Pullman Economic Development Plan – A Boost for National Park Designation Effort

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A. Philip Randolph Pullman Porter Museum's president applauds the city of Chicago's Economic Development Plan for Pullman, which incorporates the Arts as a violence prevention strategy.

Statue bearing the image of A. Philip Randolph, Milton P.Webster and Pullman Porters

Exterior Statue at the A Philip Randolph Pullman Porter Musem

The city of Chicago's plan to revitalize the Pullman community is being applauded by the A Philip Randolph Pullman Porter Museum (APRPM) because of the economic impact it will have on the area and because it provides the added push needed to make Pullman a National Park Service (NPS) site. Citing specifics, David A. Peterson Jr. museum president since 2011, brings with him his own vision of the museum's role in Pullman, praised Mayor Rahm Emanuel, Governor Pat Quinn and Alderman Anthony Beale for their vision and for collaborating to bring the plan to life.

Peterson added that the Pullman Park initiative can only enhance the National Park Service's (NPS) interest in making Pullman a NPS site. He indicated that the area under consideration is the National Historic Register district, whose boundaries were set by the U.S Department of Interior December 30, 1970 as 103rd to 115th, from the Illinois Central ("IC") to the Bishop Ford Expressway.

The NPS study now underway according to Dr. Jon Jarvis, its director, "is a result of the strong interest in, not just the labor story, but specifically Black labor history" which includes A. Philip Randolph, and the Brotherhood of Sleeping Car Porters, more commonly known as Pullman Porters.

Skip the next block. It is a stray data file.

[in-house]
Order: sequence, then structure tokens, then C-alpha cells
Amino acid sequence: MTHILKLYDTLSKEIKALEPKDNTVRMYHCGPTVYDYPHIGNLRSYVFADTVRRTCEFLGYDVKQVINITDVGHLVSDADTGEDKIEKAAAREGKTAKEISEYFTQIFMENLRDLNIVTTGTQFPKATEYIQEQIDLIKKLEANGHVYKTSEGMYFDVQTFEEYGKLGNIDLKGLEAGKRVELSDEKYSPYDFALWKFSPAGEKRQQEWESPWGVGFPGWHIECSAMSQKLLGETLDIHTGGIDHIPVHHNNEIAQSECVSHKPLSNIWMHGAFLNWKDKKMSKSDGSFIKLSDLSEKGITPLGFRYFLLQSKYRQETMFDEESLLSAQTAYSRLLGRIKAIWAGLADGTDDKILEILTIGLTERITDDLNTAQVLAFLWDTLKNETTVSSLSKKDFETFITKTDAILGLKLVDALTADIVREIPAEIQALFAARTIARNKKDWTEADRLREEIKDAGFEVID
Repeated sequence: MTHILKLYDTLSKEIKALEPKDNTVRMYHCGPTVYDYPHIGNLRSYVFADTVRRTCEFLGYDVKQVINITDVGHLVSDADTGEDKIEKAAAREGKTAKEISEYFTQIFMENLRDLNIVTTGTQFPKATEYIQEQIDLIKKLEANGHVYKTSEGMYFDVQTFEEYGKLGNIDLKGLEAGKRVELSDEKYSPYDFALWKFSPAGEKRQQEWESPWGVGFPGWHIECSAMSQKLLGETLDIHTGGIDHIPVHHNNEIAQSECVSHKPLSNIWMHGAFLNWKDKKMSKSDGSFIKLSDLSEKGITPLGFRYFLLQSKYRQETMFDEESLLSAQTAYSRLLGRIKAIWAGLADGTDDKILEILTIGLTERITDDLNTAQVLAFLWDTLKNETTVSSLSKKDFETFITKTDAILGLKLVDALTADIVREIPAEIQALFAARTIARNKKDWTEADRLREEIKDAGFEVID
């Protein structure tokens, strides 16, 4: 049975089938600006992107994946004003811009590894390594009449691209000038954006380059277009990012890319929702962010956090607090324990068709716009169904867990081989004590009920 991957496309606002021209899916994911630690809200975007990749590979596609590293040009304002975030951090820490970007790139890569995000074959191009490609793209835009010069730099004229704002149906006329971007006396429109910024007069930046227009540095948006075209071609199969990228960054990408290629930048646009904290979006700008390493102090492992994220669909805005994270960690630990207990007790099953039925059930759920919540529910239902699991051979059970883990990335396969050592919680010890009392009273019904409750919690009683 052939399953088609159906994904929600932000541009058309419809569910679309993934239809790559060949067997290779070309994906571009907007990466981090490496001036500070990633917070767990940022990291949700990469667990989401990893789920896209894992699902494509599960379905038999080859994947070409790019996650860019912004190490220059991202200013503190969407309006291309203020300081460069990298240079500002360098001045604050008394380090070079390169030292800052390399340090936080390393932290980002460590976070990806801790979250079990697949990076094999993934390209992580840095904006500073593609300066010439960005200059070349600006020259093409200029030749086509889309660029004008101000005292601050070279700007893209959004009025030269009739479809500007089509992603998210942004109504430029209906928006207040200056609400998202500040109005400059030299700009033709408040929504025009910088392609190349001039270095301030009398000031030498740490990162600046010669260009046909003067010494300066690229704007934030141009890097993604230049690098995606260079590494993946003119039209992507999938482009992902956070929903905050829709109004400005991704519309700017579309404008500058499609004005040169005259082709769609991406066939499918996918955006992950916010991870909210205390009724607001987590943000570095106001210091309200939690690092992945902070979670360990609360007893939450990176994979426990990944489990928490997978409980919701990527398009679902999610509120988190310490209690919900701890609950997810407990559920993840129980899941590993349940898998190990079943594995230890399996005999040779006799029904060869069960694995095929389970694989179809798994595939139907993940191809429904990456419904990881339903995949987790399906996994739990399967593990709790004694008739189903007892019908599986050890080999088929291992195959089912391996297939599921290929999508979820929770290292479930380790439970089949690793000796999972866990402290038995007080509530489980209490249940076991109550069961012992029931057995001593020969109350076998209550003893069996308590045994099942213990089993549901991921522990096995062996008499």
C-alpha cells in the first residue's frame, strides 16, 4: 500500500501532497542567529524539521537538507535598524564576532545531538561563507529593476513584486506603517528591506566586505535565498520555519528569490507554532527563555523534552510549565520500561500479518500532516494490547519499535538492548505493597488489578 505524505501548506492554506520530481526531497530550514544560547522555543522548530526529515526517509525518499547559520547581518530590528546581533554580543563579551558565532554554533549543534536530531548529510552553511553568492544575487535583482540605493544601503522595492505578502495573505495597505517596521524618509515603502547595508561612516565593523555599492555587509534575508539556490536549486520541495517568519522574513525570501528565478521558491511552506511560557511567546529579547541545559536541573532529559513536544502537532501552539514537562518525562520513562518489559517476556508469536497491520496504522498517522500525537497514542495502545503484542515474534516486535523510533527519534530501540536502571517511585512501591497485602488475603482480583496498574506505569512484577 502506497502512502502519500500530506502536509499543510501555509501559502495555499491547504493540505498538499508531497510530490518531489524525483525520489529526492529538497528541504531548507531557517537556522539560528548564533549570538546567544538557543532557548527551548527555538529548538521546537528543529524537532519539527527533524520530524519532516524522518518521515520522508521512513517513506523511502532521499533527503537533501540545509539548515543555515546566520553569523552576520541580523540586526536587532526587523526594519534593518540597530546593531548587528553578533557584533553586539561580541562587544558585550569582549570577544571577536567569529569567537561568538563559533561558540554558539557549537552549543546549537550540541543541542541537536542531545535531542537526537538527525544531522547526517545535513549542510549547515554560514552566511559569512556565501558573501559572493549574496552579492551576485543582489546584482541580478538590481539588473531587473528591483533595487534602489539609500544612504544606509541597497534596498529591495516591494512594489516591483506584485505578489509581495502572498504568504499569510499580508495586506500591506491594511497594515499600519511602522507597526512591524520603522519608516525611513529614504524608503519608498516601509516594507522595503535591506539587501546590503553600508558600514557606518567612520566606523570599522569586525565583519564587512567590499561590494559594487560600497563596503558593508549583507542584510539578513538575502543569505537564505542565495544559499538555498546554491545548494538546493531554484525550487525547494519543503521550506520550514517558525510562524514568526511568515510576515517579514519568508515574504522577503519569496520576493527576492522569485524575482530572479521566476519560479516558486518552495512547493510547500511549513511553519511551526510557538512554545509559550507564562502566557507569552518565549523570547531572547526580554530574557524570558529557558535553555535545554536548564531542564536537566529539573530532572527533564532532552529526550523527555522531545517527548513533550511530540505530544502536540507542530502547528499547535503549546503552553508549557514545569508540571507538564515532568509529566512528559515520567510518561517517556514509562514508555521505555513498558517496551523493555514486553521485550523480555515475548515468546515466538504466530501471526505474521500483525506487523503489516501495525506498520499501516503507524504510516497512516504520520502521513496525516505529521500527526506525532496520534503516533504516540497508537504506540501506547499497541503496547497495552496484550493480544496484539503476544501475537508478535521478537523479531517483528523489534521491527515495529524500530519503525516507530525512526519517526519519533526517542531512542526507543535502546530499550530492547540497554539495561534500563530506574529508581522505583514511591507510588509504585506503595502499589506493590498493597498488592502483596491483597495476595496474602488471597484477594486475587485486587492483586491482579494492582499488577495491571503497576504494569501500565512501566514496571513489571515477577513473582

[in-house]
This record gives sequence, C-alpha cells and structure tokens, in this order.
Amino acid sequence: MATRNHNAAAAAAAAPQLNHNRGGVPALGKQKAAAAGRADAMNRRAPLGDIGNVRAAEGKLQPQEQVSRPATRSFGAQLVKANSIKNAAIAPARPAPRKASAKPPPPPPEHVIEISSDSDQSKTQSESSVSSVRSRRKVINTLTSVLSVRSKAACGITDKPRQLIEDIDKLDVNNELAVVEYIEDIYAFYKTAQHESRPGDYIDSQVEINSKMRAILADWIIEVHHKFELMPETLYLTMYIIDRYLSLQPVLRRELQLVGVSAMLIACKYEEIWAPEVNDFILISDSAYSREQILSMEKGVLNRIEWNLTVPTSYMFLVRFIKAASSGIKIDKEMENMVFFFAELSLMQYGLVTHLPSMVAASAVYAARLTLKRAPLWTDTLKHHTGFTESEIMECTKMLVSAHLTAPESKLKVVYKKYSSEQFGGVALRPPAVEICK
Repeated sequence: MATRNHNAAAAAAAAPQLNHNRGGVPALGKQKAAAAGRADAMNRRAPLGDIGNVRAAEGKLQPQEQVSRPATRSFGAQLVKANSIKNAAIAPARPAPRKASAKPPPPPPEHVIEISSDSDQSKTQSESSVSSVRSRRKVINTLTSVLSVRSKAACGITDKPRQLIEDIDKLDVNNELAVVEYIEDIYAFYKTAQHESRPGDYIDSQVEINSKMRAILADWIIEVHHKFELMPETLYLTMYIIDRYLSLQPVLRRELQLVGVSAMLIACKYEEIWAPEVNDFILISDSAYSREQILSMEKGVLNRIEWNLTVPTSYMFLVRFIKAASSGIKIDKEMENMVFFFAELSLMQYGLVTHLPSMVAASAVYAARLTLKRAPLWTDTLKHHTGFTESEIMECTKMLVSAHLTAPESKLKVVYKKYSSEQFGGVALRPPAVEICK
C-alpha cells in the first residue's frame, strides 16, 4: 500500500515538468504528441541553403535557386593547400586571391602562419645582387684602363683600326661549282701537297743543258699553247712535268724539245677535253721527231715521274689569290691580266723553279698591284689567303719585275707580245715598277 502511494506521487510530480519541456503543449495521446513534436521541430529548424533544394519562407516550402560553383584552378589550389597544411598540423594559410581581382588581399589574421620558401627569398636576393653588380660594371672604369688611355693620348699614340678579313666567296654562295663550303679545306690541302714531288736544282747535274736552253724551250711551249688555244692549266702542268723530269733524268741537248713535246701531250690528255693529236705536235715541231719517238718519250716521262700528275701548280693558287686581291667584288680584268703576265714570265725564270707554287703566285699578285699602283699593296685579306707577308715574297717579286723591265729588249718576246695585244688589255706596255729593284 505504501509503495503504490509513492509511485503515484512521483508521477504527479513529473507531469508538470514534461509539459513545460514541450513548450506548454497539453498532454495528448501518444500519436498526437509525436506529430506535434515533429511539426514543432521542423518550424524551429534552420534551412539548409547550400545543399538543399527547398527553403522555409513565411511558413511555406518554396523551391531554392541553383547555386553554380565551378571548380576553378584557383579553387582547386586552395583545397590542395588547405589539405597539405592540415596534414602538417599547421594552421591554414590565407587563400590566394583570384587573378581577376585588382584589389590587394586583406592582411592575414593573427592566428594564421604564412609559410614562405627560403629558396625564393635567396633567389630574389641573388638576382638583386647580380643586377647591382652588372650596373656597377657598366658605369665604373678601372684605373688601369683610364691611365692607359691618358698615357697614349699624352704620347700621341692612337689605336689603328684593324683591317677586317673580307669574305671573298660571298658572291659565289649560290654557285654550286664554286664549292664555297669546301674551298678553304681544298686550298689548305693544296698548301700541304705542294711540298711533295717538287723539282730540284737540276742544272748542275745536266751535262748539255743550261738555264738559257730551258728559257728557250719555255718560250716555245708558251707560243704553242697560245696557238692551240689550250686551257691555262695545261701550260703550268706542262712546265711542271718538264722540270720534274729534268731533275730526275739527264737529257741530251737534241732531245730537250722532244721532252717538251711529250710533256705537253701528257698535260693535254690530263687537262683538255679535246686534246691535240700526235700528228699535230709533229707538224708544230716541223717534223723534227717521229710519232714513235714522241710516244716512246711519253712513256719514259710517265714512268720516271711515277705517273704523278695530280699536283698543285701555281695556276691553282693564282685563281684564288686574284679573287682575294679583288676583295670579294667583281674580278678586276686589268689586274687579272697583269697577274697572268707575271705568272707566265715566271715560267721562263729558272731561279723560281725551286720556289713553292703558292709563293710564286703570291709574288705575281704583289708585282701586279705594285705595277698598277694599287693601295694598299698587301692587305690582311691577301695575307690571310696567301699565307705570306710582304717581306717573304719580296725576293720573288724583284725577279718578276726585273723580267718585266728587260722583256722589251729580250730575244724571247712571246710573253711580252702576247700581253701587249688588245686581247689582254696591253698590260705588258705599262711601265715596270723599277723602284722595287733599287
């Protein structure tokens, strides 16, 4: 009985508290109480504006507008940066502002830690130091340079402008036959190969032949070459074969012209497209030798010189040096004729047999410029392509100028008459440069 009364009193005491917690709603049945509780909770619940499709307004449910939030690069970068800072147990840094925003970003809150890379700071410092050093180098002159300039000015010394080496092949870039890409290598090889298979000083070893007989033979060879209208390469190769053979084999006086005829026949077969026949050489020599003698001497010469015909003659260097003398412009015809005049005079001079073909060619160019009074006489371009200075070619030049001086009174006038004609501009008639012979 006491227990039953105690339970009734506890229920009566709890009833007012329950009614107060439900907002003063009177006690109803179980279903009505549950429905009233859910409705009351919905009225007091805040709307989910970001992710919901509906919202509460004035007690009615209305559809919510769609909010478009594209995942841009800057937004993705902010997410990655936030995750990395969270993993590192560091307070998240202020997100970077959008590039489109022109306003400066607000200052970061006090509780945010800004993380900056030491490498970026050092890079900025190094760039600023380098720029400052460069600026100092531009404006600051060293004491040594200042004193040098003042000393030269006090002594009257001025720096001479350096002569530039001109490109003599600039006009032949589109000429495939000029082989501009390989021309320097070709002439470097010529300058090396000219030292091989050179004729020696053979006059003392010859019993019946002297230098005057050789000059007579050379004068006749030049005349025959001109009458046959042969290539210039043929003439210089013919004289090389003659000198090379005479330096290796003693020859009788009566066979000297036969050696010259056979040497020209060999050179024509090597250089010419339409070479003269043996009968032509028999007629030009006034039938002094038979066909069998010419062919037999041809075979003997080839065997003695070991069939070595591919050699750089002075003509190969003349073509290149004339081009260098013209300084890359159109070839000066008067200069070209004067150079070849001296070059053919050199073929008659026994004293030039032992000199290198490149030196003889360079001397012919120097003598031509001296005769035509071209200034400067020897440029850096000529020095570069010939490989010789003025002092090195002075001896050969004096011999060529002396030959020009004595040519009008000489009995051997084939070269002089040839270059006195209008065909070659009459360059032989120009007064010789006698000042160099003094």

Dr. Lyn Hughes, the museum's founder, says. "I founded the museum in Pullman in 1995 after attending a tour offered on the south end. No mention was made of the role Blacks played in the Pullman story. Although the north end was in a deteriorated state, I believed then that the umbrella of tourism through Arts and Culture could stimulate economic conditions in the community. Now 18 years later the opportunity is here. To my knowledge, this plan represents the first time that this type of opportunity has ever come to the area; and presents an opportunity for inclusion.

“Pockets of this historic area have been neglected for decades,” she notes. I believe that, despite the exclusionary tactics—that are skillfully disguised and strategically orchestrated within the historic district, this plan–combined with a NPS designation – holds tremendous promise. If implemented properly, it would be impossible for the entire community not to benefit. The plan has the potential to revitalize the entire area.” The multi-dimensional plan includes bringing cultural activities to the area, and could help to curb violence and support the APRPPM'S “Museum 44" Where Hip Hop Meets History program. Named in honor of the 44th President, Barack Obama, "Museum 44" is a new multi faceted youth-violence prevention initiative.

"The plan outlined by Mayor Emanuel incorporates the Arts. This is a powerful indicator that there are new opportunities on the way that will allow the community to grow economically and socially," Peterson said, “This charge parallels the Museum’s mission to chronicle and showcase the legacy of the Black Labor history."

“The Mayor's support of the arts in Pullman is viewed as picking up the mantle of former first lady Maggie Daley who was the first to share our vision.” declared Peterson. He noted that Mrs. Daley facilitated the funding for the ten foot concrete mosaic statue located on the lawn of the museum, which bears the likeness of A. Philip Randolph, Pullman Porters, and Milton P. Webster, was created by Renee Townsend and 15 Corliss High School students. The statue stands prominently at the site of the Museum, 10406 S. Maryland directly across the Wheelworks Complex highlighted in the plan.

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